When Speed and Safety Collide
Published on February 7th, 2017
Introduced to the World Match Racing Tour in 2016, the M32 catamaran delivers high speed competition but also significant safety concerns. Due to the risks they present, every competitor needs to complete a licensing program to gain a minimum level of skill and knowledge of safety and boat handling.
For Cameron Seagreen, who recently competed in the Swan River Match Cup with Matt Chew’s Sydney based team, the program may have saved his life.
While practicing prior to the event, the boat capsized and trapped Seagreen underwater with his leg entangled in the rigging. “We were manoeuvring against Mans Holmberg, and we went into a gybe with everyone on the wrong side of the boat,” explained Seagreen. “The boat started to capsize, and I thought OK, the boat is going over but no problems.”
But on this occasion the boat continued to fully invert. Seagreen managed to get a few deep breaths of air in before the trampoline between the hulls came down on top of him, holding him under the water. Initially he thought he could swim out with the other crew members, but found he was tangled and couldn’t get out.
“The next thought I had was go for my knife which was in my lifejacket and cut the trampoline to get out,” Seagreen explained. “I started trying to cut the tramp, and nothing was really happening, so I was starting to stress.
“I remember seeing all the other guys starting to climb up onto the tramp, then Sean O’Rourke started cutting a hole for me. I felt for the hole and found it, but it wasn’t quite big enough for me to get through. At this stage I was fully panicking, then Matt Chew pulled me out by the helmet through another hole that he’d cut.”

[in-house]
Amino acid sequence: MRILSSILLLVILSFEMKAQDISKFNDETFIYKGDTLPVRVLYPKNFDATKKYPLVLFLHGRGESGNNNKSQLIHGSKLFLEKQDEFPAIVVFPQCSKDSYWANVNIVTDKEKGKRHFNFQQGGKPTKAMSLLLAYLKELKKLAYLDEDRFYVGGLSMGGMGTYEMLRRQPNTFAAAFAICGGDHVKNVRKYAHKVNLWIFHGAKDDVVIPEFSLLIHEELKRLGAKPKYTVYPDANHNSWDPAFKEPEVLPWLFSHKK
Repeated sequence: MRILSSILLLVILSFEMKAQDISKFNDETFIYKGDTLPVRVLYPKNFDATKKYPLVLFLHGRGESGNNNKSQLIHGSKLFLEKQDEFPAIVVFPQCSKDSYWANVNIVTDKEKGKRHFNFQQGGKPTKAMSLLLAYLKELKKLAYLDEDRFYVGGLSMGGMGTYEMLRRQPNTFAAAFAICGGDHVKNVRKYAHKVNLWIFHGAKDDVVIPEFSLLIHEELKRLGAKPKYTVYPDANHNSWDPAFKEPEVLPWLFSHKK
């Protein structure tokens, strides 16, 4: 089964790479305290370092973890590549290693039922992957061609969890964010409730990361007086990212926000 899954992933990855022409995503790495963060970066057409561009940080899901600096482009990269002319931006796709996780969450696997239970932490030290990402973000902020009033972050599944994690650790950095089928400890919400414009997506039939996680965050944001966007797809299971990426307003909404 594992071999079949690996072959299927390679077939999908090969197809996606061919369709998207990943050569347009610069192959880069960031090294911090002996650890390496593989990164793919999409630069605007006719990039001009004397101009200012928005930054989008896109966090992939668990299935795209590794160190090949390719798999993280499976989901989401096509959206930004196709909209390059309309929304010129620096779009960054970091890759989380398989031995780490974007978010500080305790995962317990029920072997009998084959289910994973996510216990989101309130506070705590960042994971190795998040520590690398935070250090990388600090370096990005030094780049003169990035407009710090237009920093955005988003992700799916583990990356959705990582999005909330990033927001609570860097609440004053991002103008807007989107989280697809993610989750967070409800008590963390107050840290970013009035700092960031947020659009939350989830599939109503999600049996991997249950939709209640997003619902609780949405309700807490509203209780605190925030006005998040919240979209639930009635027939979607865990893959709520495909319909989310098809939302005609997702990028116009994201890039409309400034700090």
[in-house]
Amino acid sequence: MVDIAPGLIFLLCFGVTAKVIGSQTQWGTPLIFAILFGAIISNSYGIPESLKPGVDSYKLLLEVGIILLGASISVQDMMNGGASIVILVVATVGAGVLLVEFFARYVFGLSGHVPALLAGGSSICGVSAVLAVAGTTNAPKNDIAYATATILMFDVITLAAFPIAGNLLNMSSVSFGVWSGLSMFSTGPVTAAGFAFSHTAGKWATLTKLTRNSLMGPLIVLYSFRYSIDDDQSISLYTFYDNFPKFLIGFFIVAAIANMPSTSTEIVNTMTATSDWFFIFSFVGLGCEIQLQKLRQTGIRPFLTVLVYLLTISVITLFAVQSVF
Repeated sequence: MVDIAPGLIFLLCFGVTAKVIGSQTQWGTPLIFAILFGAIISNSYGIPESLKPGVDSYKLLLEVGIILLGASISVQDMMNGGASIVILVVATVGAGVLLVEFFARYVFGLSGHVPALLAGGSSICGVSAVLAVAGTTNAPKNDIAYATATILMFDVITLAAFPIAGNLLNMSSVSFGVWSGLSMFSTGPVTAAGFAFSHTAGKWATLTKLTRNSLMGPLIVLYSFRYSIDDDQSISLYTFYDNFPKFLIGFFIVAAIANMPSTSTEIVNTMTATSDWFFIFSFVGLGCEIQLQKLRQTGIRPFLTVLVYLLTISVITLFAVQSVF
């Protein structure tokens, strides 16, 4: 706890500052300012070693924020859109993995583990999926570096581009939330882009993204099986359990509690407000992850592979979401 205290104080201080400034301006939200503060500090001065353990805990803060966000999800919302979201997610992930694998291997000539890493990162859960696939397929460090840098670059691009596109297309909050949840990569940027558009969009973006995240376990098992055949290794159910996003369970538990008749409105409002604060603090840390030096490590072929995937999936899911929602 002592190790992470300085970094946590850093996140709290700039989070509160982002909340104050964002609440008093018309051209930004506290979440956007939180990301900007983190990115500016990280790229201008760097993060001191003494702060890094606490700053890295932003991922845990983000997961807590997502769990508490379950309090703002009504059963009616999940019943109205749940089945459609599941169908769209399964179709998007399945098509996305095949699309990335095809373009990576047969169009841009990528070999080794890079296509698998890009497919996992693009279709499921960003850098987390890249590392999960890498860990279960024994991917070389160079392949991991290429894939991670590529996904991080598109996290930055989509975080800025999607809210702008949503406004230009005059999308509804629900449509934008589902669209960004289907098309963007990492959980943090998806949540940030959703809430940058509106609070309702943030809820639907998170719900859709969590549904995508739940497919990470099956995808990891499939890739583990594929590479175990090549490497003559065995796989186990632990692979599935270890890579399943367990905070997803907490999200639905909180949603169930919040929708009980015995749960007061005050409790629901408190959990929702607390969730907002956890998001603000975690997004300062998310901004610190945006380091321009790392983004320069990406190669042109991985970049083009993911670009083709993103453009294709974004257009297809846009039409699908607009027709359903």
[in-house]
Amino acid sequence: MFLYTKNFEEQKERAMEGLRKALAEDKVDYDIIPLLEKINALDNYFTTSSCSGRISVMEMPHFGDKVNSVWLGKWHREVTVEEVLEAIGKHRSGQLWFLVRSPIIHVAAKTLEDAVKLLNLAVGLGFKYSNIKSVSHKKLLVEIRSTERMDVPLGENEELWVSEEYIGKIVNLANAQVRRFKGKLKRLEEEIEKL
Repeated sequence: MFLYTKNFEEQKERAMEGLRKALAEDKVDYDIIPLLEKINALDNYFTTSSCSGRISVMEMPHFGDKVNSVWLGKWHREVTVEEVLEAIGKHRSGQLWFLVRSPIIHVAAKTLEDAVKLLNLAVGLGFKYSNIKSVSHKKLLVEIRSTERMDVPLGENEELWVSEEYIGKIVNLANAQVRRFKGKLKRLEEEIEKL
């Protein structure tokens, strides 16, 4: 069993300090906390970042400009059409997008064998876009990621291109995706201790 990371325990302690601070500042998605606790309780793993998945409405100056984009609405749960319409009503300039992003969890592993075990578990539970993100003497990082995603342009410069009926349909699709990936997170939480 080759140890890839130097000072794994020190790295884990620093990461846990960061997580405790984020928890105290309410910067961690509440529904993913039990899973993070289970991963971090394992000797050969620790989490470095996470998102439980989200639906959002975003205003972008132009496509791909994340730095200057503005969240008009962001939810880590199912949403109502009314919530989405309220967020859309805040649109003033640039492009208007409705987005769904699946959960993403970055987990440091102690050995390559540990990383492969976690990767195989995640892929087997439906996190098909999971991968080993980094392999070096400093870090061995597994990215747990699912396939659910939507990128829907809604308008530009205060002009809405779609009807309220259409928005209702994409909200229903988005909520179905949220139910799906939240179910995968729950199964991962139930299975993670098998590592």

Seagreen says he isn’t sure how long he was under the trampoline, but the adrenalin was definitely pumping.
In the safety training they had specifically been taught about doing a head count after a capsize and if there is someone missing, finding where they are as quickly as possible. Everyone on the boats carries a knife, and although the trampoline is made of Dynema, a good knife will get through it.
“You definitely have to have a good knife, that was highlighted for me, not being able to cut through it myself,” said Seagreen.
Wearing a lifejacket, a crash helmet and carrying a knife are all compulsory elements on the M32, but as Seagreen found out, the lifejacket prevented him from swimming down to untangle himself from the ropes around this legs. Once there was a hole, he could get his head through to get some air and then untangle himself and climb out fully.
Background: In 2013, Swedish company Aston Harald AB acquired the design and production rights to the one-design M32 catamarans. In July 2015, Aston Harald AB acquired the World Match Racing Tour, which then began the use of the M32 during the 2016 Tour. Launched in 2000, the World Match Racing Tour is the leading professional match racing series sanctioned by World Sailing. For further information: www.wmrt.com